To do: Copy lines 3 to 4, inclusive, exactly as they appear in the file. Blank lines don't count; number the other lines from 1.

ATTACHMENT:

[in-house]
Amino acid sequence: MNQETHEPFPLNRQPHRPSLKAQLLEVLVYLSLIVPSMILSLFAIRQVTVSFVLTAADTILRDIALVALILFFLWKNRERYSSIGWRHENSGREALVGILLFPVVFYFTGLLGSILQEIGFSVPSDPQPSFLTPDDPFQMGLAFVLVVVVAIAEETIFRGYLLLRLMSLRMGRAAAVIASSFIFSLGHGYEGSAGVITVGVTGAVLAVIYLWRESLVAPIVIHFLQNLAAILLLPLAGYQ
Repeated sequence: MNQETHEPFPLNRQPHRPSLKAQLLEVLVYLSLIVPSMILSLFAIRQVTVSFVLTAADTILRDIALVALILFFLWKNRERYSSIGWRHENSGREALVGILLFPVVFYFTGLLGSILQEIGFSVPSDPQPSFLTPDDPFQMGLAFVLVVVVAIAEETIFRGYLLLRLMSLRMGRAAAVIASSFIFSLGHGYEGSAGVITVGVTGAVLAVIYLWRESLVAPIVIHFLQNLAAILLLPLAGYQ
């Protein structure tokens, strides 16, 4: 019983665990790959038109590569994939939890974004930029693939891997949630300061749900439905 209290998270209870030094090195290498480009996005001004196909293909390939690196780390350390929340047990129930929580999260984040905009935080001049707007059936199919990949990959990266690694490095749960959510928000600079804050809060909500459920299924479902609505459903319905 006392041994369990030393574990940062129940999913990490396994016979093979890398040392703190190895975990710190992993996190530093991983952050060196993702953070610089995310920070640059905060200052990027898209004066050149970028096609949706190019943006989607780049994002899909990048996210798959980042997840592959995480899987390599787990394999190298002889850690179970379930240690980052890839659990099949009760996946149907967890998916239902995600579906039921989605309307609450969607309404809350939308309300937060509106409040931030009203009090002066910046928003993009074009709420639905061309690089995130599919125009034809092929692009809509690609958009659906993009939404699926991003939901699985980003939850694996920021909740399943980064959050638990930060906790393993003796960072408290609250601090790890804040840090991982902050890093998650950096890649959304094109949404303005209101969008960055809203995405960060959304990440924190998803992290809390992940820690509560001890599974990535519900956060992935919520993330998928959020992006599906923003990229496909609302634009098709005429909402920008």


Repeated sequence: MNQETHEPFPLNRQPHRPSLKAQLLEVLVYLSLIVPSMILSLFAIRQVTVSFVLTAADTILRDIALVALILFFLWKNRERYSSIGWRHENSGREALVGILLFPVVFYFTGLLGSILQEIGFSVPSDPQPSFLTPDDPFQMGLAFVLVVVVAIAEETIFRGYLLLRLMSLRMGRAAAVIASSFIFSLGHGYEGSAGVITVGVTGAVLAVIYLWRESLVAPIVIHFLQNLAAILLLPLAGYQ
């Protein structure tokens, strides 16, 4: 019983665990790959038109590569994939939890974004930029693939891997949630300061749900439905 209290998270209870030094090195290498480009996005001004196909293909390939690196780390350390929340047990129930929580999260984040905009935080001049707007059936199919990949990959990266690694490095749960959510928000600079804050809060909500459920299924479902609505459903319905 006392041994369990030393574990940062129940999913990490396994016979093979890398040392703190190895975990710190992993996190530093991983952050060196993702953070610089995310920070640059905060200052990027898209004066050149970028096609949706190019943006989607780049994002899909990048996210798959980042997840592959995480899987390599787990394999190298002889850690179970379930240690980052890839659990099949009760996946149907967890998916239902995600579906039921989605309307609450969607309404809350939308309300937060509106409040931030009203009090002066910046928003993009074009709420639905061309690089995130599919125009034809092929692009809509690609958009659906993009939404699926991003939901699985980003939850694996920021909740399943980064959050638990930060906790393993003796960072408290609250601090790890804040840090991982902050890093998650950096890649959304094109949404303005209101969008960055809203995405960060959304990440924190998803992290809390992940820690509560001890599974990535519900956060992935919520993330998928959020992006599906923003990229496909609302634009098709005429909402920008």